10 years for B.C. man who killed girlfriend with hammer, burned her body

10 years for B.C. man who killed girlfriend with hammer, burned her body

Ryan Armstrong claimed in Chilliwack court to victim’s family the drug-addled crime was an accident

Deep in the throes of a multi-day crack cocaine binge two years ago, Ryan Jack Armstrong kept working at his day job as a carpenter.

But he wasn’t sleeping and he was developing paranoid delusions that would lead to a tragedy that landed him a 10-year jail sentence in BC Supreme Court in Chilliwack on Wednesday.

Armstrong’s hammer, specifically a Stiletto brand, became something of a symbol and was something he held almost 24 hours a day.

It was a tool of his trade in the daylight, a tool for defence against imagined demons at night.

“I developed paranoid delusions never sleeping from the drugs, making it a habit to pace up and down our apartment,” he said in addressing the court Tuesday, “always wielding my Stiletto.

“I worked all day holding my Stiletto. I paced around all night holding my Stiletto.”

Victoria Norma Heppner, killed by Ryan Armstrong on March 29, 2016 in Burnaby, her body burned on a forest service road in Mission a day later.

Armstrong’s roommate in his basement apartment in Burnaby was 28-year-old Victoria Norma Heppner. The two were not intimate partners, according to Armstrong, but they met online and lived together as best friends who each battled demons.

Heppner was under a cloud after leaving Alberta accused of stealing more than $20,000 from a GoFundMe account set up for a widow and her two children in the fall of 2015. Armstrong had received $40,000 from a workplace accident settlement. The two appeared to be burning through their cash, at least in part fuelling Armstrong’s ongoing drug use.

“We were inseparable,” Armstrong said. “We became best friends. I try to hold on to those memories. For months before the accident our passion to find happiness was consumed by evil temptations.”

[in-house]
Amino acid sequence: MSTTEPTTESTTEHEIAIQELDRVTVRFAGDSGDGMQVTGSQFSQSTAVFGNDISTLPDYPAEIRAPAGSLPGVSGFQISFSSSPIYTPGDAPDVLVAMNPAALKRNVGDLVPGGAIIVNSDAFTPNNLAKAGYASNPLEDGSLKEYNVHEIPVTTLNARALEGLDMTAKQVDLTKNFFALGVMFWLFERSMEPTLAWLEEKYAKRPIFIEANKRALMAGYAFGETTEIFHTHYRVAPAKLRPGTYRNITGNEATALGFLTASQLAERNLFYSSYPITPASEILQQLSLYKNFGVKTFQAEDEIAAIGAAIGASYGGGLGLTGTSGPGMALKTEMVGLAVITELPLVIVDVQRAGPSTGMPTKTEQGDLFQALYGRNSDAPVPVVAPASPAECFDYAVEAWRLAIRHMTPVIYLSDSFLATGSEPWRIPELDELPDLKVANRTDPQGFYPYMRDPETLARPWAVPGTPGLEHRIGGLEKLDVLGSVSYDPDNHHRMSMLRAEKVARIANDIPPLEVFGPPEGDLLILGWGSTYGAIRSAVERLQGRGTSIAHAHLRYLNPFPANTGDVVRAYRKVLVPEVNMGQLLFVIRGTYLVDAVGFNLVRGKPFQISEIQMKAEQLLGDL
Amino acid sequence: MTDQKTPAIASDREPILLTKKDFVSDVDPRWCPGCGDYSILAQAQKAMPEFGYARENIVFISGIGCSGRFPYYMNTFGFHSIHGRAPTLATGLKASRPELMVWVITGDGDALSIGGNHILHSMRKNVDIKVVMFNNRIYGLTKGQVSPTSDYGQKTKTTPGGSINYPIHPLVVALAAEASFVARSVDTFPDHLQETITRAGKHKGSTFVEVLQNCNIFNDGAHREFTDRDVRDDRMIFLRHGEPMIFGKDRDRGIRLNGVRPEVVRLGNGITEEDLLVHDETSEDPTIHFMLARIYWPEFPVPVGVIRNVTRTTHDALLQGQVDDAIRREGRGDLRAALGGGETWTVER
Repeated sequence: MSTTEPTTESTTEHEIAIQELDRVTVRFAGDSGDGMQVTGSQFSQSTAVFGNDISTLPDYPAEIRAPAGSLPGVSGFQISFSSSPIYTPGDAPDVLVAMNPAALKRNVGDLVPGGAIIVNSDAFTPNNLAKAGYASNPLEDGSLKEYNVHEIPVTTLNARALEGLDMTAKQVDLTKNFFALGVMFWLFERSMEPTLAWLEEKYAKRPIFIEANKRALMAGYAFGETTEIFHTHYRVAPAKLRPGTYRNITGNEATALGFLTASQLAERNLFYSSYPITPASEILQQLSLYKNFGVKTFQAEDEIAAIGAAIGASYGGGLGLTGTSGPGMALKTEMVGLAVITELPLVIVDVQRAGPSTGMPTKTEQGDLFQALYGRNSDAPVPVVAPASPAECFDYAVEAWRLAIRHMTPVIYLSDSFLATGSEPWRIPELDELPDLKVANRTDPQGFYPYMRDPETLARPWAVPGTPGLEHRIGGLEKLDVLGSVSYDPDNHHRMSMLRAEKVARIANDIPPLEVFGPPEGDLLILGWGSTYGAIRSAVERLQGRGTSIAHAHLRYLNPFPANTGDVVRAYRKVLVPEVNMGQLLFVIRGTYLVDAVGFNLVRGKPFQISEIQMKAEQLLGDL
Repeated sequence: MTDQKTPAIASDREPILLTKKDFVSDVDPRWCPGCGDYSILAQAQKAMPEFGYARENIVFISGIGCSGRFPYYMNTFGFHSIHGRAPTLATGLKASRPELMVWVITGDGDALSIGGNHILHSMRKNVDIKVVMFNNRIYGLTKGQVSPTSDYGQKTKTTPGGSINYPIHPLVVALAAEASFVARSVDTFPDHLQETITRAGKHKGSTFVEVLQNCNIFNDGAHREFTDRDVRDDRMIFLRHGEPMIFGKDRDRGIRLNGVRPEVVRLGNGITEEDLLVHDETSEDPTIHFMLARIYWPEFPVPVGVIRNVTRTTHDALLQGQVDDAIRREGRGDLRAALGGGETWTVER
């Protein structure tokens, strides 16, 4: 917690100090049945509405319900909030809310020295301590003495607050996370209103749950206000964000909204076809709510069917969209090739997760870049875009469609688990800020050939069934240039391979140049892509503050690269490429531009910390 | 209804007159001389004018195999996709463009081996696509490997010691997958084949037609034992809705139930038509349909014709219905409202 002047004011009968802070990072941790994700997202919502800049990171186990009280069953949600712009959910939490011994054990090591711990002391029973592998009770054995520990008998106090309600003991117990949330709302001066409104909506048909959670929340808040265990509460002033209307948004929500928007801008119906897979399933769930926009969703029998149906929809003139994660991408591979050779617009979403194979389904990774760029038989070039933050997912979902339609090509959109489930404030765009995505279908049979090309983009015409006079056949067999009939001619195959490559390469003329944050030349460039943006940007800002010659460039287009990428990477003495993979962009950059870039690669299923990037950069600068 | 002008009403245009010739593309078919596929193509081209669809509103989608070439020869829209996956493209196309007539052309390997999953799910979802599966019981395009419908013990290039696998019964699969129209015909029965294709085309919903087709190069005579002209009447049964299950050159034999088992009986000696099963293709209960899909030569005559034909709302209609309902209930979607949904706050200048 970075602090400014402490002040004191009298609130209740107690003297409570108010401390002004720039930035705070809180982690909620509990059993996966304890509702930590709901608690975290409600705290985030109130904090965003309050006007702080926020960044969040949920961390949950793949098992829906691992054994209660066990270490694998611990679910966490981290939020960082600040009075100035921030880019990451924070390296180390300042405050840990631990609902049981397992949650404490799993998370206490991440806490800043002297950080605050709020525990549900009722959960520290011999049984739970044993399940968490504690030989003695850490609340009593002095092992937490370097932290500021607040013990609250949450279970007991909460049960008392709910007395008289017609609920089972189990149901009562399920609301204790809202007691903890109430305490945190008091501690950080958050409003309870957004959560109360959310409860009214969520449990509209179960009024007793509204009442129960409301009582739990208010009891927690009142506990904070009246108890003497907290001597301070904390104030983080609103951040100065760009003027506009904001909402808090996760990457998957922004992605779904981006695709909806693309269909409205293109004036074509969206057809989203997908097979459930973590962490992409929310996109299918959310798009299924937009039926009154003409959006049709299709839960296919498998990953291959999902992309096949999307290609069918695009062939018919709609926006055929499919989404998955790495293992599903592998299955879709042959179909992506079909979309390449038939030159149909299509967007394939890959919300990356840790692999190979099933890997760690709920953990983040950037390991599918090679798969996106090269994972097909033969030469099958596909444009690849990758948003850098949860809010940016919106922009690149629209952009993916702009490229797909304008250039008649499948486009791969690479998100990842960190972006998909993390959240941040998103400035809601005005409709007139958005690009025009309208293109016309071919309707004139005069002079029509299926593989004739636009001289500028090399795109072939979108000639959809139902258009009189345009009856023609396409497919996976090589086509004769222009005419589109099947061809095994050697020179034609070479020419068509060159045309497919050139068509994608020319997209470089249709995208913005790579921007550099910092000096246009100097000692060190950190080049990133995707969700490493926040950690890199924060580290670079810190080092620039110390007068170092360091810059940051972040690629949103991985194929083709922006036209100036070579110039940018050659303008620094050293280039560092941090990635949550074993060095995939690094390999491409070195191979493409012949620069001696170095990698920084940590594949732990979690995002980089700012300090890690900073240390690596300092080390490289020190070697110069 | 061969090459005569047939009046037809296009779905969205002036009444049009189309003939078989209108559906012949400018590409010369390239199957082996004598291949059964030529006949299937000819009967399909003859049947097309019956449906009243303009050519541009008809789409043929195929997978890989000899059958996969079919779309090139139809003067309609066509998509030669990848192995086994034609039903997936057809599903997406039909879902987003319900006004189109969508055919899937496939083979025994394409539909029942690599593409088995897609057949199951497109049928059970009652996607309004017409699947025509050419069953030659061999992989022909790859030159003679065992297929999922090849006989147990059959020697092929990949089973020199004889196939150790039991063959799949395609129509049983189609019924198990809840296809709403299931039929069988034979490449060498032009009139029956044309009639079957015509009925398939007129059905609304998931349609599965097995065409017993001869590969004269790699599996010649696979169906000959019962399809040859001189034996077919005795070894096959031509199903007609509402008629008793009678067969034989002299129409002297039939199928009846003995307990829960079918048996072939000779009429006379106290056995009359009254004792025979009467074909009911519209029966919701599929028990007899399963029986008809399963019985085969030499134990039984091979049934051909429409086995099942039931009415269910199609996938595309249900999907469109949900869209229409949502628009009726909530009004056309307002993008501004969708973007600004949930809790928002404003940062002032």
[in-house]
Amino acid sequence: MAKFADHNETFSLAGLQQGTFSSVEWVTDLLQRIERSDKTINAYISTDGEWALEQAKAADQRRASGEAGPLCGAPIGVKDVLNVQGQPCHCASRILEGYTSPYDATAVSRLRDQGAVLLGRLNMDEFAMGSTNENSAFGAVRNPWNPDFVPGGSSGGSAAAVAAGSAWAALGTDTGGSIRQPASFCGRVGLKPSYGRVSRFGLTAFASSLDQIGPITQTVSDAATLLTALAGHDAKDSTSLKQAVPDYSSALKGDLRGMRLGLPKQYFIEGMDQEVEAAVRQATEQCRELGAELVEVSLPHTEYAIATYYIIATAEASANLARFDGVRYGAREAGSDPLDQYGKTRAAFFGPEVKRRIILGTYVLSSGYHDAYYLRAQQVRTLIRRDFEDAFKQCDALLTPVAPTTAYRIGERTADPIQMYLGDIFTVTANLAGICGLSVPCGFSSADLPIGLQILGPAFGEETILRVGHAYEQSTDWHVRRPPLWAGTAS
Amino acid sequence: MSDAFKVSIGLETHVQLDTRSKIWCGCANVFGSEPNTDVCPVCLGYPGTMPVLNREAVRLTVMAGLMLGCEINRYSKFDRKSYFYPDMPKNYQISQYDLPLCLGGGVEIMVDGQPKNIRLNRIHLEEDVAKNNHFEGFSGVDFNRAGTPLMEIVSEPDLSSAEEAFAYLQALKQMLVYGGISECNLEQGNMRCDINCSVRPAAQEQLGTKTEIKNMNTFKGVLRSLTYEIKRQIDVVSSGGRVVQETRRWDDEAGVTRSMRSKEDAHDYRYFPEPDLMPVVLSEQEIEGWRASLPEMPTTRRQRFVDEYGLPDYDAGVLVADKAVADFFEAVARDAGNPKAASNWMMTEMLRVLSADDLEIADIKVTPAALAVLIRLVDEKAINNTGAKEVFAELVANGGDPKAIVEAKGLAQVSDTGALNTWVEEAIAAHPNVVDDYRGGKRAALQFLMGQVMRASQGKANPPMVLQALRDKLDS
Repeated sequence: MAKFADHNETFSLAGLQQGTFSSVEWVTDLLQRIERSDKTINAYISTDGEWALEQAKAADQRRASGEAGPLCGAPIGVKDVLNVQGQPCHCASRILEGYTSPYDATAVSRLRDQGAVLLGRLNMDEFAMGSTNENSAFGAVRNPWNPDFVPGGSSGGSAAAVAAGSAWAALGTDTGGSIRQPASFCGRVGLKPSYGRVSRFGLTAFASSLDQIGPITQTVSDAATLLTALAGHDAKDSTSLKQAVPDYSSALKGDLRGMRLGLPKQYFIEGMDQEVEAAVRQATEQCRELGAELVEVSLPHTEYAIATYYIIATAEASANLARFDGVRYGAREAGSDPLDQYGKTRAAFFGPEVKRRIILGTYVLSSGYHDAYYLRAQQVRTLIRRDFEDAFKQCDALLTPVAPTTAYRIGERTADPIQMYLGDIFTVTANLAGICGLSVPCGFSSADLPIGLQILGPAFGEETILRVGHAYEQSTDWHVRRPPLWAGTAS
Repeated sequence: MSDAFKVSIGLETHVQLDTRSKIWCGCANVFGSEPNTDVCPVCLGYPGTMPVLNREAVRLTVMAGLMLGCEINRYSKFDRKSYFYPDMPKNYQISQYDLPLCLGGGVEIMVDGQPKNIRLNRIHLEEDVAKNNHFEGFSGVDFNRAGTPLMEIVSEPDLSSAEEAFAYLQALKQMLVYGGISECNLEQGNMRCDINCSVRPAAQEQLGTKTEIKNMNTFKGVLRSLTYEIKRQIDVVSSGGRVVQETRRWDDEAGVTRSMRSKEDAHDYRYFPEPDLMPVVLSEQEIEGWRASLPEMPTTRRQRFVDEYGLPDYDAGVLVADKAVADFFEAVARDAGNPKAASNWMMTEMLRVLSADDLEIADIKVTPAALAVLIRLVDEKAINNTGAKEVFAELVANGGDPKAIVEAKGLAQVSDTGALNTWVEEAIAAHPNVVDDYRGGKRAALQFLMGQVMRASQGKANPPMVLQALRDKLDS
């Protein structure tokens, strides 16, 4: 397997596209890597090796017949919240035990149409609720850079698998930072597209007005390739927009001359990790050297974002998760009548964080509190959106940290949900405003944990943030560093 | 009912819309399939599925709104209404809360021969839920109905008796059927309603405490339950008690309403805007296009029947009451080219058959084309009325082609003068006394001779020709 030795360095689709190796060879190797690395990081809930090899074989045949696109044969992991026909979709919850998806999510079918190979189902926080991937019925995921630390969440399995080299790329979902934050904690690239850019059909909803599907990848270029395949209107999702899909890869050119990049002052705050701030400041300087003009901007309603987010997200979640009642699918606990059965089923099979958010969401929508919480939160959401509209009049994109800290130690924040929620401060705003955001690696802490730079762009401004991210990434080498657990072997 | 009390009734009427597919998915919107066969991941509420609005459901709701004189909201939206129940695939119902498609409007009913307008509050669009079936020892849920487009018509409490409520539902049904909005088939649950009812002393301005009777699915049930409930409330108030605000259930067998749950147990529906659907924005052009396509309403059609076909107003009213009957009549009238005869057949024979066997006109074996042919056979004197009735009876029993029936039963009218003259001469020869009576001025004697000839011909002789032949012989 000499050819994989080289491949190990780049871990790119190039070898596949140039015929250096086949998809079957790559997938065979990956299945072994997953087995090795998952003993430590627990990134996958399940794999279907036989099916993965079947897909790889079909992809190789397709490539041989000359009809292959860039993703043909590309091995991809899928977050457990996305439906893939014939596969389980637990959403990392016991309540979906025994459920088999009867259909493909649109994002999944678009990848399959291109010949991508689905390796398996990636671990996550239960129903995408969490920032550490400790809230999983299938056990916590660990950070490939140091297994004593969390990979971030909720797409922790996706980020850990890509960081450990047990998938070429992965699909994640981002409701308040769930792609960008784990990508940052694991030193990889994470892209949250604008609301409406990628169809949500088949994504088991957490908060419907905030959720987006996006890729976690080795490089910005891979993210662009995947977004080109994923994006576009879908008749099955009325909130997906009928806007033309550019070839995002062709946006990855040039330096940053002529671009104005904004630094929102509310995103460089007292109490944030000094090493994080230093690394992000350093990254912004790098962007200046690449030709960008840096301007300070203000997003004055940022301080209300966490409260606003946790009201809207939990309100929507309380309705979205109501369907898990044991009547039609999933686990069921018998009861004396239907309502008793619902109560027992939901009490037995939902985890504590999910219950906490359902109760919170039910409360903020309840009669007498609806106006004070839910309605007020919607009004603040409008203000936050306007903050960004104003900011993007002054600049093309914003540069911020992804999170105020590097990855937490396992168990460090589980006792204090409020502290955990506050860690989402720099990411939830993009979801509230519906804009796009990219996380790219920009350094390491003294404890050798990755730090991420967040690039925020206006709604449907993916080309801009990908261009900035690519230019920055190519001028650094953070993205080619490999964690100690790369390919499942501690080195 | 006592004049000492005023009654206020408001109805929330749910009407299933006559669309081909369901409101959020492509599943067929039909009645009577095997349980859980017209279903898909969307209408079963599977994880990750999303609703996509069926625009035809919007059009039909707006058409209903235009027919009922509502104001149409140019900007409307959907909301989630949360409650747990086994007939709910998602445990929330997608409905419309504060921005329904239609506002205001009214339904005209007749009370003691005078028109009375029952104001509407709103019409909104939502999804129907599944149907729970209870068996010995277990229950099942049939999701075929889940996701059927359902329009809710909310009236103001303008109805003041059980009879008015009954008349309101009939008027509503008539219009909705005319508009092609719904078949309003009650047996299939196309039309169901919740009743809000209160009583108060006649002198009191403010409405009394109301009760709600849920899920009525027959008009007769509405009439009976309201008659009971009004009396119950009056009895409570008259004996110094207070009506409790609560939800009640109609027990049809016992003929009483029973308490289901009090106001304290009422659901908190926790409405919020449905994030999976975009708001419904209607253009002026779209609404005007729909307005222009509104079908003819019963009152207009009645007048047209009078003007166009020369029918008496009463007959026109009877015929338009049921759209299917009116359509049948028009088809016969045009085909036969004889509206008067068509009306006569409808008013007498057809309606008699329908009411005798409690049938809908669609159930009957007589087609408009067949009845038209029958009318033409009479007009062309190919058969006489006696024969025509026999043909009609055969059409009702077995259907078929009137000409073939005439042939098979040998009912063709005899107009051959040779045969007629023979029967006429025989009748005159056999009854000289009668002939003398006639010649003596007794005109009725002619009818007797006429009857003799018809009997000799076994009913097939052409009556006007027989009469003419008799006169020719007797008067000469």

That supposed “accident” occurred on March 29, 2016, the moment Armstrong said he was pacing the apartment, as he often did, holding his hammer subject to hallucinations and delusions that someone was out to get them.

Then, the unthinkable happened.

“She was wearing one of my big black sweaters at the time,” he said. “It was dark. I got spooked. I was not seeing Tory through those psychotic, suicidal eyes.”

But it was Heppner. Armstrong struck the young woman in the back of the head with that hammer with one sharp blow killing her, likely instantly.

• READ MORE: 11 years sought for Burnaby man who killed girlfriend with hammer, burned her body

“It was that one fast fatal blow that left me standing over my best friend realizing what I had done.”

But it was what Armstrong did next that was described by Crown counsel Carolyn Lawlor as “egregious” and even his own lawyer Paul McMurray as “objectively reprehensible.”

He wrapped Heppner’s body in a tarp, put it in a garbage can, and loaded into the back of her pickup truck along with many belongings of both of them. He drove from Crest Drive in Burnaby to a Shell station in Maple Ridge and purchased gasoline. He then drove to the Florence Lake Forest Service Road near Stave Lake in Mission.

He put those things and his friend’s body in a pit and lit them on fire.

Once the fire was burning, Armstrong left and drove to a Husky station in Mission to purchase more gasoline. While he was gone, a passerby saw the fire and tried to put it out until he saw Heppner’s body and he went to call police.

Armstrong then came back to the scene and lit a second fire. When the witness and police arrived at the scene, Armstrong was sitting in Heppner’s truck, watching the fires.